To operate in Nigeria today as a newsman is not easy. Daily you’re confronted by challenges which threaten to undermine your job. Your job can be undermined by way of ownership, by way of fear, or by way of censorship. But sometimes, it can be by way of compromise. In all of this, society is the loser, especially if the media is hemmed in.
Currently in Nigeria, it appears the fear factor is gagging the press, so much so that the voiceless are no more being protected. Take the case of the Bill on Hate Speech before the Senate which seeks to have purveyors of hate speech hanged. Coming in a country which supposedly practices democracy, it is more than shocking and a throwback to the dark days of military dictatorship.
The worrying thing is that this Bill is coming at a time a lot is going badly wrong in the country; a time when you have no right to cry when beaten, unless you want to be hanged. Thus, it appears as though no one is speaking up again.
The recent governorship elections in Kogi and Bayelsa States have left sour tastes in the mouth. Those elections are anything but how elections should be conducted. But winners emerged, with President Muhammadu Buhari even congratulating them and advising the losers to go to court. And that’s as if salvation still lies in our courts today.
Despite the glaring anomalies in those elections, the noise one would have expected from neutral parties is not coming. Even the election monitoring teams are not telling the world in clear terms what they saw. Of what use then are they when they cannot lead the protest against sham elections, such as was seen in the presidential poll? Do they just go there for the fun of it?
The unfortunate fact now is that the government of the day is fouling things up and nobody has the guts to raise a finger.
True, the media talks, but such talk appears either timid or half-hearted; hardly the panacea for the problem staring us in the face at the moment.
But last Monday, my mood was lifted somewhat after I read a daring and blunt piece by Mr Casmir Igbokwe of The Sun Newspaper on the Kogi election. The piece showed that the press can still tell the truth to the leadership; no matter how hard it may be. I quickly sought his permission to reproduce his piece in this column.
Bello and Desecration of Nigeria’s Democracy
By Casmir Igbokwe
Kogi State Governor, Yahaya Bello, is a political mistake. In civilised societies, his type does not get close to the corridors of power. But in our own society that celebrates warped values, he is hailed and crowned as a messiah. That is why the All Progressives Congress (APC) not only presented him for a second term in office but also helped rig him back to power in the November 16 election. He is prancing about now with a tainted certificate of return. But what his second term portends for the people of Kogi State still wears a hat.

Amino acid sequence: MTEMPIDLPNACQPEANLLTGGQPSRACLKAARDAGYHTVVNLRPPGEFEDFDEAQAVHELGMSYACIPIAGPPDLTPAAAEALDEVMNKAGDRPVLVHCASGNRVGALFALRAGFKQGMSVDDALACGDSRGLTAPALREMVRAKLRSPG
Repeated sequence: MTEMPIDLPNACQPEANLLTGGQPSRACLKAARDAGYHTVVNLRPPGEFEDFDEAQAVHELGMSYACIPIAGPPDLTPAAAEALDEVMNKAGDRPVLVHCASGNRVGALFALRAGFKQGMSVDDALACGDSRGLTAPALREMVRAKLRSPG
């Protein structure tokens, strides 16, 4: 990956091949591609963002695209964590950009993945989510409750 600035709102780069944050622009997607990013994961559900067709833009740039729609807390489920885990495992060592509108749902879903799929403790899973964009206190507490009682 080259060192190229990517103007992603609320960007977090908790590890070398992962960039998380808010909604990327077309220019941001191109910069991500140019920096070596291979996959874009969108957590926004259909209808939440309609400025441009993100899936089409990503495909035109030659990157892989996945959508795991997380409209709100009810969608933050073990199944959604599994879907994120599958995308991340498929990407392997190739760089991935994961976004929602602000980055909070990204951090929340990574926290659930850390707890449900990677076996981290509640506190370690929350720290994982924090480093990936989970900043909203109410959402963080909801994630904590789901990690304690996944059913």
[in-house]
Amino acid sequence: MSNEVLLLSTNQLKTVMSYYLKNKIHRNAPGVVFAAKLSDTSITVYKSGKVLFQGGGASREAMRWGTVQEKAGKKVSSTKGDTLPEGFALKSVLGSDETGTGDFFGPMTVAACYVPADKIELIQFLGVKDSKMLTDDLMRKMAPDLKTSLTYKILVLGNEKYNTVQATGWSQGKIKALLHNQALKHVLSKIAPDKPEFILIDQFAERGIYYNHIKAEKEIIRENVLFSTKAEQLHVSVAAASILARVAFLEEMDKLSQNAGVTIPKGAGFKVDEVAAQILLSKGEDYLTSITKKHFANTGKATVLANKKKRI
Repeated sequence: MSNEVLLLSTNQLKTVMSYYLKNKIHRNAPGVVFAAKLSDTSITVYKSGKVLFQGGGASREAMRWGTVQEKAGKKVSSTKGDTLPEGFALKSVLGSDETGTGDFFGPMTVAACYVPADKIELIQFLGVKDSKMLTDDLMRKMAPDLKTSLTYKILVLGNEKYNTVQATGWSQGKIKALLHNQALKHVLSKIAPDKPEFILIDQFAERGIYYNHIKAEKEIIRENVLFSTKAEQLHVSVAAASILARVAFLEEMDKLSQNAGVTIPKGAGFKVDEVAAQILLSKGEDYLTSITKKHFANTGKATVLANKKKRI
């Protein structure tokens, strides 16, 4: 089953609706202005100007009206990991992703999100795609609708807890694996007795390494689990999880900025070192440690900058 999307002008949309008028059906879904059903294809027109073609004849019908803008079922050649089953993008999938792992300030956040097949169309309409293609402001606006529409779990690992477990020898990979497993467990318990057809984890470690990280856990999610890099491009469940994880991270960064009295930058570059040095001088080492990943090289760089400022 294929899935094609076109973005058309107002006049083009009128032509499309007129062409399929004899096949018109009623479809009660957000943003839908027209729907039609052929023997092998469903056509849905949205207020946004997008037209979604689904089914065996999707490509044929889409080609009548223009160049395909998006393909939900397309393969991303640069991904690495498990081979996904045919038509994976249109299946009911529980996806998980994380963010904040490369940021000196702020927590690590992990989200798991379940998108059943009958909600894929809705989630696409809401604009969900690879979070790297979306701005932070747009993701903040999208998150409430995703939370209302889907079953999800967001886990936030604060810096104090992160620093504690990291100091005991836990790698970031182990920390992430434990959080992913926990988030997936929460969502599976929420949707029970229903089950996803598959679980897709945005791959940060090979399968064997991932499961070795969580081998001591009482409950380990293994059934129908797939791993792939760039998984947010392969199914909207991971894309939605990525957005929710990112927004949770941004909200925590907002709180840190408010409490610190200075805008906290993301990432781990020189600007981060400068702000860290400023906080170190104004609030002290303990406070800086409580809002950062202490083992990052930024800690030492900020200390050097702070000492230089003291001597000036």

Oftentimes, people clamour for power shift to the youths. They point to the fact that in some countries such as France, leadership now revolves around the youth. Bello is a young man. In fact, he is about the youngest governor in the current dispensation. But his performance in office puts question marks on the avowed ability of youths to outperform recycled old men in power.
In Bello’s Kogi, dividends of democracy are a far cry. Civil servants, in particular, are owed many arrears of salary. In September this year, teachers in the state urged the governor to pay them 39 months salary arrears.
Some of those who could not bear the situation committed suicide. A typical example is a director in the state civil service, Mr. Edward Soje. He was owed 11-month salary arrears. In 2017, he took his life barely 10 days after his wife gave birth to a set of male triplets after 17 years of childlessness.
Almost one month to the infamous governorship election, the Kogi State House of Assembly illegally impeached Bello’s deputy, Mr Simon Achuba, for alleged gross misconduct. This was even when the impeachment inquiry against him found him blameless. Despite the illegality, the state Chief Judge swore in a new deputy governor in whom Bello and the APC are well pleased.
One major achievement of Bello is that he is an avid supporter of President Muhammadu Buhari. He vigorously campaigned for the President’s second term and did not mince words to tell whoever cared to listen that there was no vacancy in Aso Rock. Perhaps, his return to power is a reward for his loyalty and commitment to both Buhari and the APC.